Tuesday, July 26, 2011

Past the Halfway Point

For some reason I have not gotten past the writer's block on this blog for the last 3 months! Gulp. How can I possibly keep people up to date on three month's worth of data when I can't ever remember what days I worked last week? That's ok though because this is a forgiving audience and I'll do my best. It wasn't for lack of experiences that I didn't write, I think it might have been the opposite. I was so busy "doing" that I never took time for "writing about the doing". It kind of reminds me of nursing. Either I can do the tasks and take care of the patient, while doing a terrible job of remembering to document each of said 29 tasks, or I can meticulously document while ignoring the patient. In my former jobs I used to frantically try to accomplish both, which sometimes ended with headaches, ulcers and other "things" you take home from work. I feel as though I have learned so much this year! I have learned to take everything one step at a time, to not be quite so worried about the little things in life because God can handle those mis-steps I make, which I will make. I can't handle them anyway, I can just give myself ulcers! Anyway, I've been approaching work in that way-do my best and then leave the consequences up to the Lord. Its a much better way to go. I still have 11 hour days without lunch but at least then they are really necessary, not self inflicted in my desire to be the most effiicient-non minute wasting person on the planet! Work has been see sawing between 30-40 hours a week, even with the maximum 4 day work weeks I've taken on. I really enjoy the care and I also find myself looking forward to the drive. Some days I drive through 4 counties-which means that I rack up over 150 miles on the truck. But, I get to see places I've never know existed, meet people at the gas stations, diners and in my "hey, where am I and where is the patient's house?" lost mode that I otherwise never would see. I scout out for neat small businesses-like the meat mini mart 20 miles from here that sells home grown bacon and sausage, or the dinky diner that makes delicious Lou coveted chocolate milk shakes. There is so much history scattered over this area and beautiful little parks and trails, as well as historical buildings. I see the Ohio River, farms, Abraham Lincoln sites of interest and much more in my little drives. I'm tired but much of that I chalk up to staying busy and the underlying thoughts about Lou.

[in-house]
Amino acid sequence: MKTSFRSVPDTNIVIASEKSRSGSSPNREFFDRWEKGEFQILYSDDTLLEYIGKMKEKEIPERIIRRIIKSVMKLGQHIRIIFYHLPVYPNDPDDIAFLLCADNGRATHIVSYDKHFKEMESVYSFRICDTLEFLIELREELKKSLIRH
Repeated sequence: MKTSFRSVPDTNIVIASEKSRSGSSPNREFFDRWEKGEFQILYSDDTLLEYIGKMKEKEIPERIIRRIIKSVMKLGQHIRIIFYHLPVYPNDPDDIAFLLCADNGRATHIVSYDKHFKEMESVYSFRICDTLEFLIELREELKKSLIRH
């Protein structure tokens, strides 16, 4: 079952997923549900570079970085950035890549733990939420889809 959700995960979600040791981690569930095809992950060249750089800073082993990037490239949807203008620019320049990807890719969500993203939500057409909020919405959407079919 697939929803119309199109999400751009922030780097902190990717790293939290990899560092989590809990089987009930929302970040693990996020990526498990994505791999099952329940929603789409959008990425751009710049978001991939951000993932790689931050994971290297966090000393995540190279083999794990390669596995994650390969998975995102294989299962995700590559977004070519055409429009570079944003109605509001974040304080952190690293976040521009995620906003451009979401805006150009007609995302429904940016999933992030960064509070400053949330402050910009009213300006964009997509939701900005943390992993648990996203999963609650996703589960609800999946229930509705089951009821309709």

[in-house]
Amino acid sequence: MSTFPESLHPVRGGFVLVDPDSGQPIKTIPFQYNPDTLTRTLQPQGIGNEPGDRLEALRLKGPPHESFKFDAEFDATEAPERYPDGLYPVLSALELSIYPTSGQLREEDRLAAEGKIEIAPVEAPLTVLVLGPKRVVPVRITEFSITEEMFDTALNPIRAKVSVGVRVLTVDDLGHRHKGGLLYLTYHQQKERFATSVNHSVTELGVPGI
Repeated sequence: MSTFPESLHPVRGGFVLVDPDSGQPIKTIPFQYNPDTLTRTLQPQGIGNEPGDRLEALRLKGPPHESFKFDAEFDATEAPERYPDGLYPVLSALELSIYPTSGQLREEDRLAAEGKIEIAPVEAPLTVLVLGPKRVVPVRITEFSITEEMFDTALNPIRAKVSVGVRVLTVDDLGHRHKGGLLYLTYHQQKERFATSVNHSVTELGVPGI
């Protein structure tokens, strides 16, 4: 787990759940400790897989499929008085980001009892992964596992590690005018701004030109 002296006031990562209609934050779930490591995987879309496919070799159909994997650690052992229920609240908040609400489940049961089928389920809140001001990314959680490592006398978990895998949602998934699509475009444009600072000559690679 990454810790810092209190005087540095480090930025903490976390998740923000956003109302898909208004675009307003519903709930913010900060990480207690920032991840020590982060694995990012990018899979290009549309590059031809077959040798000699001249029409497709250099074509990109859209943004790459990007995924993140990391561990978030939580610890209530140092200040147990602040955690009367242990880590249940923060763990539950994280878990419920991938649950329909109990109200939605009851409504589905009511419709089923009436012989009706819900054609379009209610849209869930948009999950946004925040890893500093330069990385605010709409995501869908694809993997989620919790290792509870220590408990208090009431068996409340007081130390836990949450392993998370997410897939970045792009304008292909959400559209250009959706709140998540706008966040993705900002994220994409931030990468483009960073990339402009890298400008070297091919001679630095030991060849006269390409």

And Him- Together in 35 Days!
Lou is doing well. Like me, he is counting the days until R&R (the mid deployment 2 week break he will get) and he actually started that countdown on the 75 day mark, unlike his wife who has chosen to be more circumspect and not get too excited until the 50th day! But now the 50th day has come and gone and I'm announcing to anyone who will listen-old friends and friends met 2 days ago...that "Yes, my husband is going to be home in 35 days, give or take a few"...happy Snoopy dance interjected and much giggling! I can't believe we're over halfway through at this point. I'm not sure I ever thought it would happen! Anyway, I'll keep you all updated on R&R but at this point it looks like we will have the first two weeks of September together. Lou's folks are going to bring their camper down around Labor Day weekend and stay at the Army campground Camp Carlson, which is 5 minutes from our house. We're planning on campfires and picnics and just being able to spend every WAKING MINUTE together...ok, maybe that's going a little overboard but I don't think so! :)